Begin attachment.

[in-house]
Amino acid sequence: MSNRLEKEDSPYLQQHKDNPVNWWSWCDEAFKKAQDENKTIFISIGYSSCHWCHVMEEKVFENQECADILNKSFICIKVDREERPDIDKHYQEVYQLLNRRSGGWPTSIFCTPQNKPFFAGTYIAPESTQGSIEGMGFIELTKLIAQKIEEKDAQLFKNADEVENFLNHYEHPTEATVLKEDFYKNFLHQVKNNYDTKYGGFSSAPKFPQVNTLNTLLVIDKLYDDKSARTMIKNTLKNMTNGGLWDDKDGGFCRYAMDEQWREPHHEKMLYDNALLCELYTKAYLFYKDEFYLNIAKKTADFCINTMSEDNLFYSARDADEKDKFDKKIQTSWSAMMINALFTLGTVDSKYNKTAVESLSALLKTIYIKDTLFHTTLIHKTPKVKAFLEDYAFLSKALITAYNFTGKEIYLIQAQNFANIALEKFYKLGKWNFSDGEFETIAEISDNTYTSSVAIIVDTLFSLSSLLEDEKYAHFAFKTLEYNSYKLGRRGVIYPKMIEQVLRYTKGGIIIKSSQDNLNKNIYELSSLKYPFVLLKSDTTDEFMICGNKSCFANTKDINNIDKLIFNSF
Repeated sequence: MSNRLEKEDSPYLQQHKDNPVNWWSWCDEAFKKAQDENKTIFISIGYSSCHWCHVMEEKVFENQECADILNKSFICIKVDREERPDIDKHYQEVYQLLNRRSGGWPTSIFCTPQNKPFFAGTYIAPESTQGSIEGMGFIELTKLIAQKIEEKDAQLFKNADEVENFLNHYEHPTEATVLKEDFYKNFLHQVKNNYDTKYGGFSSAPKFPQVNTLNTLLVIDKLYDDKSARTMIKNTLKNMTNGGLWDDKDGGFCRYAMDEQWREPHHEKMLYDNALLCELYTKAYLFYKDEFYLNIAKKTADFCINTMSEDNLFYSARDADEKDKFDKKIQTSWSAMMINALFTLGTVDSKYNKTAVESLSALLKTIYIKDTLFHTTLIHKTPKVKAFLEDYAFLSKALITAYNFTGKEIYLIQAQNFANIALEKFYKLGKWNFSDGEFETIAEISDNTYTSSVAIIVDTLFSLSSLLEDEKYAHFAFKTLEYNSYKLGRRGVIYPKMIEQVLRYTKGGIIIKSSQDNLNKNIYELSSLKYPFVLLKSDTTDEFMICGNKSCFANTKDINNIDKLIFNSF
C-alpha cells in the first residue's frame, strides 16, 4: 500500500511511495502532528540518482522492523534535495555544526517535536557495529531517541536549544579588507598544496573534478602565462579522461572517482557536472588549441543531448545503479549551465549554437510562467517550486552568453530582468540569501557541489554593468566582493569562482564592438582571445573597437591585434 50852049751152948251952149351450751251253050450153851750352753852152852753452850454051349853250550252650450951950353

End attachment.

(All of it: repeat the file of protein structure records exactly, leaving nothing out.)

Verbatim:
[in-house]
Amino acid sequence: MSNRLEKEDSPYLQQHKDNPVNWWSWCDEAFKKAQDENKTIFISIGYSSCHWCHVMEEKVFENQECADILNKSFICIKVDREERPDIDKHYQEVYQLLNRRSGGWPTSIFCTPQNKPFFAGTYIAPESTQGSIEGMGFIELTKLIAQKIEEKDAQLFKNADEVENFLNHYEHPTEATVLKEDFYKNFLHQVKNNYDTKYGGFSSAPKFPQVNTLNTLLVIDKLYDDKSARTMIKNTLKNMTNGGLWDDKDGGFCRYAMDEQWREPHHEKMLYDNALLCELYTKAYLFYKDEFYLNIAKKTADFCINTMSEDNLFYSARDADEKDKFDKKIQTSWSAMMINALFTLGTVDSKYNKTAVESLSALLKTIYIKDTLFHTTLIHKTPKVKAFLEDYAFLSKALITAYNFTGKEIYLIQAQNFANIALEKFYKLGKWNFSDGEFETIAEISDNTYTSSVAIIVDTLFSLSSLLEDEKYAHFAFKTLEYNSYKLGRRGVIYPKMIEQVLRYTKGGIIIKSSQDNLNKNIYELSSLKYPFVLLKSDTTDEFMICGNKSCFANTKDINNIDKLIFNSF
Repeated sequence: MSNRLEKEDSPYLQQHKDNPVNWWSWCDEAFKKAQDENKTIFISIGYSSCHWCHVMEEKVFENQECADILNKSFICIKVDREERPDIDKHYQEVYQLLNRRSGGWPTSIFCTPQNKPFFAGTYIAPESTQGSIEGMGFIELTKLIAQKIEEKDAQLFKNADEVENFLNHYEHPTEATVLKEDFYKNFLHQVKNNYDTKYGGFSSAPKFPQVNTLNTLLVIDKLYDDKSARTMIKNTLKNMTNGGLWDDKDGGFCRYAMDEQWREPHHEKMLYDNALLCELYTKAYLFYKDEFYLNIAKKTADFCINTMSEDNLFYSARDADEKDKFDKKIQTSWSAMMINALFTLGTVDSKYNKTAVESLSALLKTIYIKDTLFHTTLIHKTPKVKAFLEDYAFLSKALITAYNFTGKEIYLIQAQNFANIALEKFYKLGKWNFSDGEFETIAEISDNTYTSSVAIIVDTLFSLSSLLEDEKYAHFAFKTLEYNSYKLGRRGVIYPKMIEQVLRYTKGGIIIKSSQDNLNKNIYELSSLKYPFVLLKSDTTDEFMICGNKSCFANTKDINNIDKLIFNSF
C-alpha cells in the first residue's frame, strides 16, 4: 500500500511511495502532528540518482522492523534535495555544526517535536557495529531517541536549544579588507598544496573534478602565462579522461572517482557536472588549441543531448545503479549551465549554437510562467517550486552568453530582468540569501557541489554593468566582493569562482564592438582571445573597437591585434 50852049751152948251952149351450751251253050450153851750352753852152852753452850454051349853250550252650450951950353